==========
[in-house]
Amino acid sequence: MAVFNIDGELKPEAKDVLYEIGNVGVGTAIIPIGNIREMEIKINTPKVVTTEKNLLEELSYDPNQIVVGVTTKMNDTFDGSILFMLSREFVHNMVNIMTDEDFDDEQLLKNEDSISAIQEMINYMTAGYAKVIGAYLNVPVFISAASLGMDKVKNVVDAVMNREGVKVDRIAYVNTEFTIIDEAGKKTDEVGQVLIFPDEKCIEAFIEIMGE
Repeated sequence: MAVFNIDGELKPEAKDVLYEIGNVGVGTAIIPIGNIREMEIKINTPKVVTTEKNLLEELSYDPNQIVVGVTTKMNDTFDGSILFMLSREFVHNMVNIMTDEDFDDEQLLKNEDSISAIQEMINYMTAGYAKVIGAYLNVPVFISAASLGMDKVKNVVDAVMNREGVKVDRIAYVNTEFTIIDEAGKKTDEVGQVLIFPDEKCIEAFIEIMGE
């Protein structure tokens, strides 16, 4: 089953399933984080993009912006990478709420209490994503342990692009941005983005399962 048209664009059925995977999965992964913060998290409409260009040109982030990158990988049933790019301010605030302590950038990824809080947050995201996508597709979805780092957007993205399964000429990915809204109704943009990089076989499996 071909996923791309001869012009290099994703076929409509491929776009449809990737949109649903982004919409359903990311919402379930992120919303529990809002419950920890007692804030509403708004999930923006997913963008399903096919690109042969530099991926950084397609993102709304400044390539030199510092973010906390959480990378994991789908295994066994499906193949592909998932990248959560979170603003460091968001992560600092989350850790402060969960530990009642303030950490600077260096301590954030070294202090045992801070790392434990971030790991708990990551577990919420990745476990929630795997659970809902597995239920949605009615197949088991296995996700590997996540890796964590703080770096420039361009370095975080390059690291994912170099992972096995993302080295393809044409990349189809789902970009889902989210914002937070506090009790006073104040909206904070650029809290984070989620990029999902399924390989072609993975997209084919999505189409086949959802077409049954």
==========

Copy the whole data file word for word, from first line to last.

[in-house]
Amino acid sequence: MAVFNIDGELKPEAKDVLYEIGNVGVGTAIIPIGNIREMEIKINTPKVVTTEKNLLEELSYDPNQIVVGVTTKMNDTFDGSILFMLSREFVHNMVNIMTDEDFDDEQLLKNEDSISAIQEMINYMTAGYAKVIGAYLNVPVFISAASLGMDKVKNVVDAVMNREGVKVDRIAYVNTEFTIIDEAGKKTDEVGQVLIFPDEKCIEAFIEIMGE
Repeated sequence: MAVFNIDGELKPEAKDVLYEIGNVGVGTAIIPIGNIREMEIKINTPKVVTTEKNLLEELSYDPNQIVVGVTTKMNDTFDGSILFMLSREFVHNMVNIMTDEDFDDEQLLKNEDSISAIQEMINYMTAGYAKVIGAYLNVPVFISAASLGMDKVKNVVDAVMNREGVKVDRIAYVNTEFTIIDEAGKKTDEVGQVLIFPDEKCIEAFIEIMGE
């Protein structure tokens, strides 16, 4: 089953399933984080993009912006990478709420209490994503342990692009941005983005399962 048209664009059925995977999965992964913060998290409409260009040109982030990158990988049933790019301010605030302590950038990824809080947050995201996508597709979805780092957007993205399964000429990915809204109704943009990089076989499996 071909996923791309001869012009290099994703076929409509491929776009449809990737949109649903982004919409359903990311919402379930992120919303529990809002419950920890007692804030509403708004999930923006997913963008399903096919690109042969530099991926950084397609993102709304400044390539030199510092973010906390959480990378994991789908295994066994499906193949592909998932990248959560979170603003460091968001992560600092989350850790402060969960530990009642303030950490600077260096301590954030070294202090045992801070790392434990971030790991708990990551577990919420990745476990929630795997659970809902597995239920949605009615197949088991296995996700590997996540890796964590703080770096420039361009370095975080390059690291994912170099992972096995993302080295393809044409990349189809789902970009889902989210914002937070506090009790006073104040909206904070650029809290984070989620990029999902399924390989072609993975997209084919999505189409086949959802077409049954």